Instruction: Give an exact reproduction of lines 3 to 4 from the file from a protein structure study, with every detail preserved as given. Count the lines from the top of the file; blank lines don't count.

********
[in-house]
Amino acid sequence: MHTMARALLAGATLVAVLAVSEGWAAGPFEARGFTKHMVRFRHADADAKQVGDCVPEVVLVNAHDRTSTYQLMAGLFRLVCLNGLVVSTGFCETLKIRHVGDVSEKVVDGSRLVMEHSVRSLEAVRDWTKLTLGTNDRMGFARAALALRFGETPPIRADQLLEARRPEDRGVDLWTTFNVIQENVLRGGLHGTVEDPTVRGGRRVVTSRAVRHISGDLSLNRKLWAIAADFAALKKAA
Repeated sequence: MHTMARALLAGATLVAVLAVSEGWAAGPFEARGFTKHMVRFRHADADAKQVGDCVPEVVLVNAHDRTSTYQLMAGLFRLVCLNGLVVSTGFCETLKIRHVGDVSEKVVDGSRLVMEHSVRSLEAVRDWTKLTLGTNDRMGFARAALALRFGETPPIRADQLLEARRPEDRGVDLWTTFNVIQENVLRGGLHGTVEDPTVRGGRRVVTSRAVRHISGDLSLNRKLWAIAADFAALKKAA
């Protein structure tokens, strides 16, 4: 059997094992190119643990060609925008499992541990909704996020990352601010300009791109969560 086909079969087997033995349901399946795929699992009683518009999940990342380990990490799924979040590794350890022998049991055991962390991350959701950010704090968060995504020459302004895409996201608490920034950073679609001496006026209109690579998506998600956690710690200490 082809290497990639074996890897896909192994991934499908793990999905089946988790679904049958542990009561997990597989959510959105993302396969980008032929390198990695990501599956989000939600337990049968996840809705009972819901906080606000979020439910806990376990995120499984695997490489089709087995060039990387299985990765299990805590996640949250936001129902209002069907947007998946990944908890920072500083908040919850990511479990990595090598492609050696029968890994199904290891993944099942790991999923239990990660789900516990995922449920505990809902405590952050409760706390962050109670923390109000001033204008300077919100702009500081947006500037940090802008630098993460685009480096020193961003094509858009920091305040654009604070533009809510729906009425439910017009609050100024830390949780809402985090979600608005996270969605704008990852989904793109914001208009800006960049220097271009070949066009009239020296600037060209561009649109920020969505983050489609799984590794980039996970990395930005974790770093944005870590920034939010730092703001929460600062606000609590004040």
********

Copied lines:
Repeated sequence: MHTMARALLAGATLVAVLAVSEGWAAGPFEARGFTKHMVRFRHADADAKQVGDCVPEVVLVNAHDRTSTYQLMAGLFRLVCLNGLVVSTGFCETLKIRHVGDVSEKVVDGSRLVMEHSVRSLEAVRDWTKLTLGTNDRMGFARAALALRFGETPPIRADQLLEARRPEDRGVDLWTTFNVIQENVLRGGLHGTVEDPTVRGGRRVVTSRAVRHISGDLSLNRKLWAIAADFAALKKAA
């Protein structure tokens, strides 16, 4: 059997094992190119643990060609925008499992541990909704996020990352601010300009791109969560 086909079969087997033995349901399946795929699992009683518009999940990342380990990490799924979040590794350890022998049991055991962390991350959701950010704090968060995504020459302004895409996201608490920034950073679609001496006026209109690579998506998600956690710690200490 082809290497990639074996890897896909192994991934499908793990999905089946988790679904049958542990009561997990597989959510959105993302396969980008032929390198990695990501599956989000939600337990049968996840809705009972819901906080606000979020439910806990376990995120499984695997490489089709087995060039990387299985990765299990805590996640949250936001129902209002069907947007998946990944908890920072500083908040919850990511479990990595090598492609050696029968890994199904290891993944099942790991999923239990990660789900516990995922449920505990809902405590952050409760706390962050109670923390109000001033204008300077919100702009500081947006500037940090802008630098993460685009480096020193961003094509858009920091305040654009604070533009809510729906009425439910017009609050100024830390949780809402985090979600608005996270969605704008990852989904793109914001208009800006960049220097271009070949066009009239020296600037060209561009649109920020969505983050489609799984590794980039996970990395930005974790770093944005870590920034939010730092703001929460600062606000609590004040």